Many people advise to start with an outline. And many people don’t. If you are not past the stage of learning to tell other people to shut up, my suggestion is to learn how to tell people to shut up. Diplomatically. It doesn’t matter what you do so long as you keep open minded about it. Again, I think outlining is required experimentation all writers have to go through, along with homosexuality and bob haircuts (bearded lumberjacks if you’re a boy).

I have started with outlines in the past. Usually what happens is that the story tends to be tighter, better organized, and has quality expedited for it. Instead of spending your second draft trying to tie up loose ends, cutting stalling, and trying to squish it into a proper structure, you can use it for more important tasks, like finding out where a character disappeared to (I’m looking at you Shakespeare!)

Personally, I don’t begin with an outline. I’m bad at what I call “cold genesis” where you sit down and come up with ideas on the spot. I have to experience the scene and the world a little, learn more about it before I get a good understanding of plot. Many, but not all, of my novels ended up with an outline somewhere around the 30 to 50,000 word mark. After about that point, I start to have a good idea of what will happen and need to organize it.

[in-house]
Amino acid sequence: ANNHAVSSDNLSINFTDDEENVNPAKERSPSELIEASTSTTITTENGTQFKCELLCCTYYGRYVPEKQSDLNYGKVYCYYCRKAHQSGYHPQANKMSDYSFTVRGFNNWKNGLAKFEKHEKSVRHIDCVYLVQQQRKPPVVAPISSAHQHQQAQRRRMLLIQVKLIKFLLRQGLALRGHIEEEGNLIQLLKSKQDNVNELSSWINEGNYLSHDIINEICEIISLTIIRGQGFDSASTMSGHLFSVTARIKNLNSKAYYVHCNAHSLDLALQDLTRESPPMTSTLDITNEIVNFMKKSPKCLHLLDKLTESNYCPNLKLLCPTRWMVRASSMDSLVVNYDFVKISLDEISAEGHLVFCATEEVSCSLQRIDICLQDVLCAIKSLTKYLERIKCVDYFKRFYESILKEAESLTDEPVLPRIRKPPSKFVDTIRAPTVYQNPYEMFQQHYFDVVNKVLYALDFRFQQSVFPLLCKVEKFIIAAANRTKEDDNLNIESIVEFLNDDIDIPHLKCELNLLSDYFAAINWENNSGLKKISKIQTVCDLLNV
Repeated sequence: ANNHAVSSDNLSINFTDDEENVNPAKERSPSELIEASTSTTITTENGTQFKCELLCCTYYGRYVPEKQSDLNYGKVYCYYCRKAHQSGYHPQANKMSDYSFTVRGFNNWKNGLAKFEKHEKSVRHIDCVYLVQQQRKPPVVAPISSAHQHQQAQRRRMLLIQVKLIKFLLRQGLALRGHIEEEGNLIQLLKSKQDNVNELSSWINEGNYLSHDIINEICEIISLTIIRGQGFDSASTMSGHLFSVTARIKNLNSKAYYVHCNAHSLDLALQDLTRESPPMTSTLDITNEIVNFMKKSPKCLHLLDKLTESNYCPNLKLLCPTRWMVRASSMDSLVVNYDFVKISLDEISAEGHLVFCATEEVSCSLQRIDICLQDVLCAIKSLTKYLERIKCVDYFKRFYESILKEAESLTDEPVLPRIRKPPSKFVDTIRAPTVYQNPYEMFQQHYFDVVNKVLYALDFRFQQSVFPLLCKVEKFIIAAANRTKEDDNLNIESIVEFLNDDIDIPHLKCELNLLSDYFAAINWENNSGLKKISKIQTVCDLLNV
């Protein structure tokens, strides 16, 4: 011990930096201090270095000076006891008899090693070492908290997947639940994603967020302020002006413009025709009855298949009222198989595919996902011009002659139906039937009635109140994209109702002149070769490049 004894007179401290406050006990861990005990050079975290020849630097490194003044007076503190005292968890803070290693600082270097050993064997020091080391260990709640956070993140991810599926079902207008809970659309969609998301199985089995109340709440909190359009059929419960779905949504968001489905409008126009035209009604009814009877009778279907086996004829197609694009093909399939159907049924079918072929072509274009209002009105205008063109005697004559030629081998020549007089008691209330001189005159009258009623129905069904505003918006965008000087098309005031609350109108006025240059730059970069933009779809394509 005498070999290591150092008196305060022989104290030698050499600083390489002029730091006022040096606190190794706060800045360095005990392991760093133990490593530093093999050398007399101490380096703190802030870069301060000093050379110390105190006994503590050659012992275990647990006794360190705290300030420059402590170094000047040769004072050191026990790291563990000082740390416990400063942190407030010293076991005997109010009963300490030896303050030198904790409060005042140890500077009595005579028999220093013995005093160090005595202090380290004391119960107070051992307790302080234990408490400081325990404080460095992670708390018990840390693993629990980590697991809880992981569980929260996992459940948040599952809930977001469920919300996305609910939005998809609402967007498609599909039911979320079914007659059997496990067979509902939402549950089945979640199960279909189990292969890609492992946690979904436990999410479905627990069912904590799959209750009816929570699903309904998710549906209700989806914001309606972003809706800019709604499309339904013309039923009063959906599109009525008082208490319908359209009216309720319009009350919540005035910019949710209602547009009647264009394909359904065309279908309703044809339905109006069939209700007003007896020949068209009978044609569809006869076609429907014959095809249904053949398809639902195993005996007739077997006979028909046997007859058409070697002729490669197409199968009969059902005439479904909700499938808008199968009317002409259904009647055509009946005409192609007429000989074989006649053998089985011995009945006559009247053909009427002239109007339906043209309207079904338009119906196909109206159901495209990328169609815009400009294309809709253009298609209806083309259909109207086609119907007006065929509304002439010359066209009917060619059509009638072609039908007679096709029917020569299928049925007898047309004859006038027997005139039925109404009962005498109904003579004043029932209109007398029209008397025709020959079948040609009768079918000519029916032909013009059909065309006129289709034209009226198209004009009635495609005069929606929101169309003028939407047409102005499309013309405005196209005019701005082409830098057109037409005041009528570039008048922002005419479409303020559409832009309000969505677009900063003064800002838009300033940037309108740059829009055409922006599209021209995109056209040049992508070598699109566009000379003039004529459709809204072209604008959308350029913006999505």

Working by inspiration allows for more organic and natural sounding stories. It also allows for rambling. Outlining helps make a story crisper and more to the point before you make the mistake. It also forces you to answer important plot questions, the avoiding of which often leads to writer’s block. If you do not like editing, pre-planning is an excellent way to work.

THE END
I haven’t ever done this, so I don’t have much experience with the subject. There are many writers, however, who claim they live by this.